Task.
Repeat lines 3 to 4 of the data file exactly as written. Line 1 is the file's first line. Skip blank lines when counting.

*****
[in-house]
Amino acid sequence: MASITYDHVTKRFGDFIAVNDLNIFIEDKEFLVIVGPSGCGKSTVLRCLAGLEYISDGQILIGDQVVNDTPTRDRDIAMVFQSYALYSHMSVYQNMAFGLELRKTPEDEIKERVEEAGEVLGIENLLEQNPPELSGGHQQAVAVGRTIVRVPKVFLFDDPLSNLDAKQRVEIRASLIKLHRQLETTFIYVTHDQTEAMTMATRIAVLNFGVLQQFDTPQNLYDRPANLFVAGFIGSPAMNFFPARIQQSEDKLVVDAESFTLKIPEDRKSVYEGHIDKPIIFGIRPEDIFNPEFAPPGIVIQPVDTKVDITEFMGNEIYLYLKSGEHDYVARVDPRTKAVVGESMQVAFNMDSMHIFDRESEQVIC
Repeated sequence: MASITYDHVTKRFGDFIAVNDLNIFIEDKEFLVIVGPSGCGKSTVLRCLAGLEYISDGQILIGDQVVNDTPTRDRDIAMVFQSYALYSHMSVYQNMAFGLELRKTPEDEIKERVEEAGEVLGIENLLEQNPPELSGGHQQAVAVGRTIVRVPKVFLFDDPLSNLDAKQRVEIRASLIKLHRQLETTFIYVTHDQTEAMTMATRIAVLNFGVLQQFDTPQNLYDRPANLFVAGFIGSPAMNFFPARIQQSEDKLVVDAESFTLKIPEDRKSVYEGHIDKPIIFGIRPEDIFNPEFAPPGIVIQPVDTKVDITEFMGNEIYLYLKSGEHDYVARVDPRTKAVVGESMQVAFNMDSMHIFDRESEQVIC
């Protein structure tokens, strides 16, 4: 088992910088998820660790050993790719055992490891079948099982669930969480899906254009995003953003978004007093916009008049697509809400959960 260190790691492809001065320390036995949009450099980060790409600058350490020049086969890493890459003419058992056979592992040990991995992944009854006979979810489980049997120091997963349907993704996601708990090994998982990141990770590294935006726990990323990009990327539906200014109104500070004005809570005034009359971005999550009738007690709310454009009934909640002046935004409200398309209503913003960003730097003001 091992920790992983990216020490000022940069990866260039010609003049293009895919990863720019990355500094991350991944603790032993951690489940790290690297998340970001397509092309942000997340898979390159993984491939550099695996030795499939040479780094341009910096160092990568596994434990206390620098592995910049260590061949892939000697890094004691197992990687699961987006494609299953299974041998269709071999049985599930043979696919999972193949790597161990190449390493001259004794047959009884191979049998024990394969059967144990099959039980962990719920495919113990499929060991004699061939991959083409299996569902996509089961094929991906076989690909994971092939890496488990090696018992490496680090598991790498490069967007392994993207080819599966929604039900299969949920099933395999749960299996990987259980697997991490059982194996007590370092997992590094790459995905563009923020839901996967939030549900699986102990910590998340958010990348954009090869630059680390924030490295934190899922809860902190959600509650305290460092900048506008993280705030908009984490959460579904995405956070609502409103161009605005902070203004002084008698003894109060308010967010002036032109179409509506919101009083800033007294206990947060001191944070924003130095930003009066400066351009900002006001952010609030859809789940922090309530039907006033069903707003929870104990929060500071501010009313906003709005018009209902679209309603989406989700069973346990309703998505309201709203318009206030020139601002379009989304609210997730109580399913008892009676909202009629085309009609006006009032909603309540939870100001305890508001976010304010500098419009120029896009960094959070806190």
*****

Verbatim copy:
Repeated sequence: MASITYDHVTKRFGDFIAVNDLNIFIEDKEFLVIVGPSGCGKSTVLRCLAGLEYISDGQILIGDQVVNDTPTRDRDIAMVFQSYALYSHMSVYQNMAFGLELRKTPEDEIKERVEEAGEVLGIENLLEQNPPELSGGHQQAVAVGRTIVRVPKVFLFDDPLSNLDAKQRVEIRASLIKLHRQLETTFIYVTHDQTEAMTMATRIAVLNFGVLQQFDTPQNLYDRPANLFVAGFIGSPAMNFFPARIQQSEDKLVVDAESFTLKIPEDRKSVYEGHIDKPIIFGIRPEDIFNPEFAPPGIVIQPVDTKVDITEFMGNEIYLYLKSGEHDYVARVDPRTKAVVGESMQVAFNMDSMHIFDRESEQVIC
């Protein structure tokens, strides 16, 4: 088992910088998820660790050993790719055992490891079948099982669930969480899906254009995003953003978004007093916009008049697509809400959960 260190790691492809001065320390036995949009450099980060790409600058350490020049086969890493890459003419058992056979592992040990991995992944009854006979979810489980049997120091997963349907993704996601708990090994998982990141990770590294935006726990990323990009990327539906200014109104500070004005809570005034009359971005999550009738007690709310454009009934909640002046935004409200398309209503913003960003730097003001 091992920790992983990216020490000022940069990866260039010609003049293009895919990863720019990355500094991350991944603790032993951690489940790290690297998340970001397509092309942000997340898979390159993984491939550099695996030795499939040479780094341009910096160092990568596994434990206390620098592995910049260590061949892939000697890094004691197992990687699961987006494609299953299974041998269709071999049985599930043979696919999972193949790597161990190449390493001259004794047959009884191979049998024990394969059967144990099959039980962990719920495919113990499929060991004699061939991959083409299996569902996509089961094929991906076989690909994971092939890496488990090696018992490496680090598991790498490069967007392994993207080819599966929604039900299969949920099933395999749960299996990987259980697997991490059982194996007590370092997992590094790459995905563009923020839901996967939030549900699986102990910590998340958010990348954009090869630059680390924030490295934190899922809860902190959600509650305290460092900048506008993280705030908009984490959460579904995405956070609502409103161009605005902070203004002084008698003894109060308010967010002036032109179409509506919101009083800033007294206990947060001191944070924003130095930003009066400066351009900002006001952010609030859809789940922090309530039907006033069903707003929870104990929060500071501010009313906003709005018009209902679209309603989406989700069973346990309703998505309201709203318009206030020139601002379009989304609210997730109580399913008892009676909202009629085309009609006006009032909603309540939870100001305890508001976010304010500098419009120029896009960094959070806190």